Hallo. I found quite an interesting exercise in the book "the art of electronics." Here it is. New york city requires about 10 gigawats of electrical power, at 110 volts. (10 million peolple averaging 1 kilowatt each). Lets calculate what will happen if we try to supply the power through a cable 1 foot in diameter made of pure copper. its resistance is 0.05 microohms per foot. a) How many power is lost in the cable per foot? b) the length of a cable over which you will lose all 10 gigawats. My calculations: I=10GW/110= 90,9MA so 1 foot of a cable dissipates P= 413MW. So i get that about 1 foot of cable is enough to loose all the power. am i right? what's the solution to this, maybe a use of a greater voltage?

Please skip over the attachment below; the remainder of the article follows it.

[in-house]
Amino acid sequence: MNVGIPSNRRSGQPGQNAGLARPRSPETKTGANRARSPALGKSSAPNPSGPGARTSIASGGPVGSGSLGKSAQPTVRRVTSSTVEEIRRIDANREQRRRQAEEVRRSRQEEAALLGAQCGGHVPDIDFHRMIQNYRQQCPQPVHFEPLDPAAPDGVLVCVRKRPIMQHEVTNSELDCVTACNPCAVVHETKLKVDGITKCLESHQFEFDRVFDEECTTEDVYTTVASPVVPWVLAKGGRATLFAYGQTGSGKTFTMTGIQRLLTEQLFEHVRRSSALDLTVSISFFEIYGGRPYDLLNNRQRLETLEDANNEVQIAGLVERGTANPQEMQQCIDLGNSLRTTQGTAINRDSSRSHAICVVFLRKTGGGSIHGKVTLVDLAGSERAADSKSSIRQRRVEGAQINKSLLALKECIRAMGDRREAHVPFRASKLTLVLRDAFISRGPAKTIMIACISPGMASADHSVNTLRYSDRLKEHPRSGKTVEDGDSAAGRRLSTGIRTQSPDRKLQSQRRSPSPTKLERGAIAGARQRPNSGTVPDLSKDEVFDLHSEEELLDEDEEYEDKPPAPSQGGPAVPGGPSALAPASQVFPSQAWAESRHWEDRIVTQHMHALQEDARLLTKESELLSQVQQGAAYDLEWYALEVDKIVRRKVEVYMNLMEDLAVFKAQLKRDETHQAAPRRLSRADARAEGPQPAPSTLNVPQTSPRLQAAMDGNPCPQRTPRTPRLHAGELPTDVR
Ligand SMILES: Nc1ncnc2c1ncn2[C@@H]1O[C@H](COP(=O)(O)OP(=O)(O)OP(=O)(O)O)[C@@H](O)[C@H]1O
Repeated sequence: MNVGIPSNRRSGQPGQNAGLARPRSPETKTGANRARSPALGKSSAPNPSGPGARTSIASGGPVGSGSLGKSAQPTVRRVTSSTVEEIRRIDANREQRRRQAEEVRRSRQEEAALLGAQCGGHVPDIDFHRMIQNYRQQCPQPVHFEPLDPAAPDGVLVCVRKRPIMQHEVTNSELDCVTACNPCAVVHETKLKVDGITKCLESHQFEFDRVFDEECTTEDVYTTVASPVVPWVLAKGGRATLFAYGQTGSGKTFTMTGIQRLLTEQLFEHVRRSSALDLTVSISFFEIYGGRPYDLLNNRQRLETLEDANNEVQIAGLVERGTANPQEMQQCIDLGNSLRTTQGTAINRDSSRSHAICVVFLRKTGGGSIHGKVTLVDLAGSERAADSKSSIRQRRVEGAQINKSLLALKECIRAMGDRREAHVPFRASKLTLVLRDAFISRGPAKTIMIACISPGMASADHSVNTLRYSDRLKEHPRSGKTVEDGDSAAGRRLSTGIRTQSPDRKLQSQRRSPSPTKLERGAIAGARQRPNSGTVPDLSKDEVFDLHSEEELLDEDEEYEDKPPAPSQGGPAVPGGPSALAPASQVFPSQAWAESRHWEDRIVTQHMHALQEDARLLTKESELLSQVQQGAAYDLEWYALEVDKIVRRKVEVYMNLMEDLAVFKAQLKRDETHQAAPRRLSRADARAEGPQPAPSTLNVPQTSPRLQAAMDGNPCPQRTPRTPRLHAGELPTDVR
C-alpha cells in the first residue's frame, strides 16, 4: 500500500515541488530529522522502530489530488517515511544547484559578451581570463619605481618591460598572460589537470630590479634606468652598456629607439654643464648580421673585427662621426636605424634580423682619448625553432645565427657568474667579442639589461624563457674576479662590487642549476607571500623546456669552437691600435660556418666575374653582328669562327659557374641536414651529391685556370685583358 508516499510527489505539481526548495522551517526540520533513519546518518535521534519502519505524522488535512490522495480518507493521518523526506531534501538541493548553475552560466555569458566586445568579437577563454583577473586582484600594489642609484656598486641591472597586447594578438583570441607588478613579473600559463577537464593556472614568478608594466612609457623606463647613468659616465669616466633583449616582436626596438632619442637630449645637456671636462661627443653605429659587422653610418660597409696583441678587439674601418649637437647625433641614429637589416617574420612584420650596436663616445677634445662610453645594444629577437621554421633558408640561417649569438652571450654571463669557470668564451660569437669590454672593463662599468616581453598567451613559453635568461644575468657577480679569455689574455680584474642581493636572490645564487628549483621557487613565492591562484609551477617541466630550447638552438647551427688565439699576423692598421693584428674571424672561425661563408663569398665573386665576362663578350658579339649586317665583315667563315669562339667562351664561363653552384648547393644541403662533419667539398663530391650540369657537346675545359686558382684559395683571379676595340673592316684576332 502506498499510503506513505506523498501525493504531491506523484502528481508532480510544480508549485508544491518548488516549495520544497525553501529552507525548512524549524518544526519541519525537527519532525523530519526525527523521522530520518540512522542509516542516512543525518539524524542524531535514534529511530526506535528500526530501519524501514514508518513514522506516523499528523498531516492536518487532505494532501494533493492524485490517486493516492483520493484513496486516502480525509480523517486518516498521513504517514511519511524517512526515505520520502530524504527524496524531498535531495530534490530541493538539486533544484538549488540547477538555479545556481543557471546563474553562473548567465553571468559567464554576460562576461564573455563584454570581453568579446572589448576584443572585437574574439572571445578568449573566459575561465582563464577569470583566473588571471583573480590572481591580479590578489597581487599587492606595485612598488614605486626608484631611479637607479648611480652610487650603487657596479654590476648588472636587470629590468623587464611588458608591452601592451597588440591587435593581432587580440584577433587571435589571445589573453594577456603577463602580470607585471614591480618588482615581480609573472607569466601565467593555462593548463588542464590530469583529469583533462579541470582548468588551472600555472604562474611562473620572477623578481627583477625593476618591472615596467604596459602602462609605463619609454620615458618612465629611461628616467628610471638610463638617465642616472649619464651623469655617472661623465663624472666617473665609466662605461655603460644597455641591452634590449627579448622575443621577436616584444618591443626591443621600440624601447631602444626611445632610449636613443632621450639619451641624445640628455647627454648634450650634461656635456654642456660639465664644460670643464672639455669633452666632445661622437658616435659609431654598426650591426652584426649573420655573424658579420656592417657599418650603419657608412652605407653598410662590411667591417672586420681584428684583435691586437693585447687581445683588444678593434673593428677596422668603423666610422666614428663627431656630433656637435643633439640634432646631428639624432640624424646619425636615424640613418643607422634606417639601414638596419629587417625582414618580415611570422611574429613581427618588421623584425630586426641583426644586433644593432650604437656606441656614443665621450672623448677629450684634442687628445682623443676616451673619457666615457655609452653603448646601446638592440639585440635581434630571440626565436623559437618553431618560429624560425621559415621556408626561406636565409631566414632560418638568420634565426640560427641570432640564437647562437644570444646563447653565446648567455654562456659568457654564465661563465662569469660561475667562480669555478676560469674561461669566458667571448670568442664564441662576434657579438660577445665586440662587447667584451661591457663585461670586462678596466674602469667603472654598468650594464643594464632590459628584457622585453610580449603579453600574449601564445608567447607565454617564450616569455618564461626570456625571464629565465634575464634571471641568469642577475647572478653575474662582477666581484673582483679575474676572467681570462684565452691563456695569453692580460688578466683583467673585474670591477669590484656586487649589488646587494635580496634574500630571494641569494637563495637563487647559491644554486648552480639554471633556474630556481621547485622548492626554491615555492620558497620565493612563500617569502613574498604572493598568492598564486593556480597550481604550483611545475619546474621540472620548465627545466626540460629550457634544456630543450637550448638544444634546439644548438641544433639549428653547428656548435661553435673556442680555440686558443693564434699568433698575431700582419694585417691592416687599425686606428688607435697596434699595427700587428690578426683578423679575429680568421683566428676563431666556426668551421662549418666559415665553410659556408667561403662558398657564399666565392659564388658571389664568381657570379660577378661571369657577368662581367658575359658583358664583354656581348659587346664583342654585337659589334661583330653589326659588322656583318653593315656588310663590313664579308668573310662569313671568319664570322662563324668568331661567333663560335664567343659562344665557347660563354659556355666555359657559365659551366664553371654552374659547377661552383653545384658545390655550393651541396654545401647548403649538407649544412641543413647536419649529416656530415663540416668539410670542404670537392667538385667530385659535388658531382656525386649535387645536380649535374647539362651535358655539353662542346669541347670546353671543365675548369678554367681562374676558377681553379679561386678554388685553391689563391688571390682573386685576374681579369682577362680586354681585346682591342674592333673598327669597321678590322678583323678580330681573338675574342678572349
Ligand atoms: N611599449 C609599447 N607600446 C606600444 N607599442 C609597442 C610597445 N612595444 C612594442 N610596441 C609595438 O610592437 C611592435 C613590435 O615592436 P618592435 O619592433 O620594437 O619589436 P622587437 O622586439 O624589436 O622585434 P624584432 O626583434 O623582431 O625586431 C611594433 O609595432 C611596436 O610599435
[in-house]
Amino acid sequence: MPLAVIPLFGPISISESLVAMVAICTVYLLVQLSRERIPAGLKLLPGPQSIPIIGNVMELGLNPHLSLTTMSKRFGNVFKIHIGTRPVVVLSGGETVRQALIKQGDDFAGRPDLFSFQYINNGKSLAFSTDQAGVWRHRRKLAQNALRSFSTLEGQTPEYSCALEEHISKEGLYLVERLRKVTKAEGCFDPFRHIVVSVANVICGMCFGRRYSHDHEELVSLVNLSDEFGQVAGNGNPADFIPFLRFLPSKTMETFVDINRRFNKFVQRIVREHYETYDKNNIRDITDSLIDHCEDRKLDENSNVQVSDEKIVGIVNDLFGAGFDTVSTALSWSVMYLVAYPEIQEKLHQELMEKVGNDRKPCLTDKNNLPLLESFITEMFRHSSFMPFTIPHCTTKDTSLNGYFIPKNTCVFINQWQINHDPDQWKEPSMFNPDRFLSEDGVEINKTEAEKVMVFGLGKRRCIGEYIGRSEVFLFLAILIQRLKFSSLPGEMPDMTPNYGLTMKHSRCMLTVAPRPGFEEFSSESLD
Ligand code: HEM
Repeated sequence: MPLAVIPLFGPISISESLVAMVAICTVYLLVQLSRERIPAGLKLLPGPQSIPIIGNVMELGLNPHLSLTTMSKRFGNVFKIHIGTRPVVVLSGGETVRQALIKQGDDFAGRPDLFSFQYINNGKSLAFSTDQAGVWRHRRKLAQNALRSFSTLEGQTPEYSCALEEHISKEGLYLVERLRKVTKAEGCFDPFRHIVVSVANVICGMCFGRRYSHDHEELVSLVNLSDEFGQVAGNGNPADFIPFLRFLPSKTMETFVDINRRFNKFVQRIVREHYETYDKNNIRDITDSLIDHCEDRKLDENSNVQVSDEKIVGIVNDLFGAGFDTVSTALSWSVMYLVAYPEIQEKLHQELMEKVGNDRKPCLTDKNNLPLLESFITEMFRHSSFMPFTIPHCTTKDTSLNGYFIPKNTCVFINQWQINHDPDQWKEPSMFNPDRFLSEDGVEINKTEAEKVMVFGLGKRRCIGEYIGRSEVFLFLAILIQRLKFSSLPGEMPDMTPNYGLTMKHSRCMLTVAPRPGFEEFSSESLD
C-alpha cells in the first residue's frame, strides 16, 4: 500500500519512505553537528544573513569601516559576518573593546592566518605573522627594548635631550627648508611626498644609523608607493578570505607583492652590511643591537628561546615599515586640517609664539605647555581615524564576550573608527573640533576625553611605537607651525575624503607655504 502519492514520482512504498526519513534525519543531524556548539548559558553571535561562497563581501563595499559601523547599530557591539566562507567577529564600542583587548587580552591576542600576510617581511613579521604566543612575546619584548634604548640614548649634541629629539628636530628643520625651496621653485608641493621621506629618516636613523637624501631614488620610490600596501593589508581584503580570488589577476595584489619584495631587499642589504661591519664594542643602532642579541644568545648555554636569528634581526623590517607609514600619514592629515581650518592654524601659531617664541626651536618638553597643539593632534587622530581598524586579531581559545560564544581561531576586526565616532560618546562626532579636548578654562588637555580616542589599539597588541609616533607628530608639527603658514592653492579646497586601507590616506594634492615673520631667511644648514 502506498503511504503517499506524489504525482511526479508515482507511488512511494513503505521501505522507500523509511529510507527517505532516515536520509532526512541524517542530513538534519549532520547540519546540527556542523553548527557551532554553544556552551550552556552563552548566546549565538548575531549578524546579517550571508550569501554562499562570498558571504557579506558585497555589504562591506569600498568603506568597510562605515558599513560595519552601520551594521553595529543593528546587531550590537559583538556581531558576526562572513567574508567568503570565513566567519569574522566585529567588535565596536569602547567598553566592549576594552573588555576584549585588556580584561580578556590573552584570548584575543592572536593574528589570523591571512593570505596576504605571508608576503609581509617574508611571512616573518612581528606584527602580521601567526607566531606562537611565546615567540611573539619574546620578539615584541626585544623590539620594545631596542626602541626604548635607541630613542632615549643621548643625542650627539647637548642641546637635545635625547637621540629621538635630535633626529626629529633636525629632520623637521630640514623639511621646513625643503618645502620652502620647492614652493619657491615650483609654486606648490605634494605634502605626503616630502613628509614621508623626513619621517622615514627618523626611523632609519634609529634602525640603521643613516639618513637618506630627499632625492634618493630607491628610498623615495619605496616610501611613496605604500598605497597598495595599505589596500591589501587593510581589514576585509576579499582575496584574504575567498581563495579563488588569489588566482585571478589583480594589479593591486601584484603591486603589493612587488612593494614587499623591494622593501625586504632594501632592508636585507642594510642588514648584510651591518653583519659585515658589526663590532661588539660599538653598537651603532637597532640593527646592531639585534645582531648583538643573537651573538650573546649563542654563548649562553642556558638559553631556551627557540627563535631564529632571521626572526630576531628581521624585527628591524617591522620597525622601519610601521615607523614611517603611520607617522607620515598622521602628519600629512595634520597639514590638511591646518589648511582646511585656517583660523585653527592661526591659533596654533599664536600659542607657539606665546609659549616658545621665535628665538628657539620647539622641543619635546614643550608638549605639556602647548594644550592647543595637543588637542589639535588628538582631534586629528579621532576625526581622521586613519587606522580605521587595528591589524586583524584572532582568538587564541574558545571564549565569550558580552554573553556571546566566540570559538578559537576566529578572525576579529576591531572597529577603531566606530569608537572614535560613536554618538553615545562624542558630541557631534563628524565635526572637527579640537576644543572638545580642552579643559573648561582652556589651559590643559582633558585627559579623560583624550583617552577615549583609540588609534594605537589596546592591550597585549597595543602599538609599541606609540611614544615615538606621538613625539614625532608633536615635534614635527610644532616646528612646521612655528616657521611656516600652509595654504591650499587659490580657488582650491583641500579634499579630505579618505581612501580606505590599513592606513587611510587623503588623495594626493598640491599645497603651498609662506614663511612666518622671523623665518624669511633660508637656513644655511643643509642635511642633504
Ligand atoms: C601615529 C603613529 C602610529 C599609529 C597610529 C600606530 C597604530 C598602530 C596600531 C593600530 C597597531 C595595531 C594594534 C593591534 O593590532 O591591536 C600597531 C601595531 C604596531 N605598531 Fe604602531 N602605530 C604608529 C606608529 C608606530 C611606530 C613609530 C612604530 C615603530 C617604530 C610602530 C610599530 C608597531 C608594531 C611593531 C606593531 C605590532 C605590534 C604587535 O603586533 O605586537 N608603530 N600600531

To dissipate 10GW you need about 20 feet of wire. To reduce heat dissipation you can use a higher voltage system and thus the current will be reduced for the same wattage requirement. Another solution is to use wires with less resistance per foot.
Your own calcs show one foot of cable would dissipate 413MW; that is roughly 1/20 of 10GW. (The losses would actually be somewhat higher due to 'skin effect', but that's another topic..) As to voltages, think of why big overhead cable towers have the seriously massive ceramic 'pile of plates' insulators and take it from there.